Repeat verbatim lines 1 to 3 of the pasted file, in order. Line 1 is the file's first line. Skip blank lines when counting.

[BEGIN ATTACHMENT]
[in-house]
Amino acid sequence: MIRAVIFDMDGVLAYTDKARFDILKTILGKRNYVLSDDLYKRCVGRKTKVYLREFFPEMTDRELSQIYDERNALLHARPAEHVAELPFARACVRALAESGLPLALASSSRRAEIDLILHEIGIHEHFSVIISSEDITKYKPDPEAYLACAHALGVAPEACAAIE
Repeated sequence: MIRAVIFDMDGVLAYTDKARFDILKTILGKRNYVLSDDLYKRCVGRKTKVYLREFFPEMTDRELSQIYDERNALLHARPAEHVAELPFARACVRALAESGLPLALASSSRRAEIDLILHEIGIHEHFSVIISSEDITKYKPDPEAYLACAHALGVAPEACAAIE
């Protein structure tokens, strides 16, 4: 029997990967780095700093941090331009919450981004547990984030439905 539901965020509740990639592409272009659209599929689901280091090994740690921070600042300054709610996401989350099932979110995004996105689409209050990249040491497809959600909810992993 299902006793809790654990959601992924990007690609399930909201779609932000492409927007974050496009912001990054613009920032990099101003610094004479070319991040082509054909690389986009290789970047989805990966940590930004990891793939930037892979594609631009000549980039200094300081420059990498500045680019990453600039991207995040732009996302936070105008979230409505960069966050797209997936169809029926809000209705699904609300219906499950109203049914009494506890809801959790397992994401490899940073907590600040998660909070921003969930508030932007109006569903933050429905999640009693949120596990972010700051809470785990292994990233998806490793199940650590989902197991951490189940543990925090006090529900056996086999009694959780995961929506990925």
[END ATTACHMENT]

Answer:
[in-house]
Amino acid sequence: MIRAVIFDMDGVLAYTDKARFDILKTILGKRNYVLSDDLYKRCVGRKTKVYLREFFPEMTDRELSQIYDERNALLHARPAEHVAELPFARACVRALAESGLPLALASSSRRAEIDLILHEIGIHEHFSVIISSEDITKYKPDPEAYLACAHALGVAPEACAAIE
Repeated sequence: MIRAVIFDMDGVLAYTDKARFDILKTILGKRNYVLSDDLYKRCVGRKTKVYLREFFPEMTDRELSQIYDERNALLHARPAEHVAELPFARACVRALAESGLPLALASSSRRAEIDLILHEIGIHEHFSVIISSEDITKYKPDPEAYLACAHALGVAPEACAAIE